A number of game developers have reportedly been laid off from Star Trek Timelines and Game of War Ascent developer Disruptor Beam, according to postings on social media from affected devs.
At least 10 team members in various roles at the Massachusetts-based studio were hit by the layoffs, ranging from community and QA staff to the company's CTO of four years.
The layoffs notably fall just over a month after the company launched The Walking Dead: March to War on mobile devices. Earlier in the year, Disruptor Beam closed an $8.5 million funding round during the development of March to War, roughly one year after the release Star Trek Timelines. At the time, the studio noted that it had been able to double its headcount in the year prior, based largely on the success of Timelines.
As always, if you or someone you know has been affected by these layoffs, you can email Gamasutra to share your story confidentially.
Update: While a representative for Disruptor Beam could not comment on the number of developers affected by the layoffs, they did share the following statement from CEO Jon Radoff with Gamasutra:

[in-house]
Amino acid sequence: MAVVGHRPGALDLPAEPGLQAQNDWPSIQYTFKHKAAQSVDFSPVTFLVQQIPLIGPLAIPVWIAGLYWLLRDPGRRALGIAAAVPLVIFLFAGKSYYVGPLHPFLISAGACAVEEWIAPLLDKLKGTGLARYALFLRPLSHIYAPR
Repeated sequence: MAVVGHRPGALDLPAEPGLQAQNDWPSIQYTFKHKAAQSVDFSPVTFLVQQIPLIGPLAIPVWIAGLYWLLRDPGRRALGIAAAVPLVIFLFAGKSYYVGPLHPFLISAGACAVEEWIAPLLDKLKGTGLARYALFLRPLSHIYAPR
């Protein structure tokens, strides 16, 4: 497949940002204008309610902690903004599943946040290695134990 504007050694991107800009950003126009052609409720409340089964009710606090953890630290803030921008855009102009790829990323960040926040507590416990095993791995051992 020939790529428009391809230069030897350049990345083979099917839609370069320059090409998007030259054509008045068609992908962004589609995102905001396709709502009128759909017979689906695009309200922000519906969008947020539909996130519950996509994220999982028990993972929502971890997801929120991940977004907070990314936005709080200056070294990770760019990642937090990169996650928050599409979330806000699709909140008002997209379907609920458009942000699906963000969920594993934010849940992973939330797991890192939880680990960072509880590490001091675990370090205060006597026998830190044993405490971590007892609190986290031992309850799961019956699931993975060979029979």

"Today’s headcount reduction reflects increased focus at Disruptor Beam. While right-sizing is an important goal, this is not just about cutting costs. It is an opportunity to advance our strategy by focusing on two game types that we’ve had great success with: character-collection games and war games.
"Our character-collection title, Star Trek Timelines, has been a growth engine for the company, and we plan to build even further on that success. Our recently released war game, The Walking Dead: March To War, is also very promising, and we will continue to invest in it and grow our expertise in that genre. While we’re pulling back from other project areas that don't demonstrate as much potential, this increased focus sets us up for sustainable success with a strong portfolio of free-to-play mobile games.
"We’re deeply sad about having to let some of our staff go, and we wish them the best. Re-focusing our strategy and right-sizing the business was a difficult decision for us, and we are grateful to the entire team for their considerable contributions."
Update #2: A source familiar with the matter estimates that roughly 30-40 people lost their jobs in this round of layoffs, accounting for as much as 30 percent of the studio. They also confirm that the layoffs were wide-ranging, affecting everyone from QA team members and artists to coders, HR staffers, and data analysts.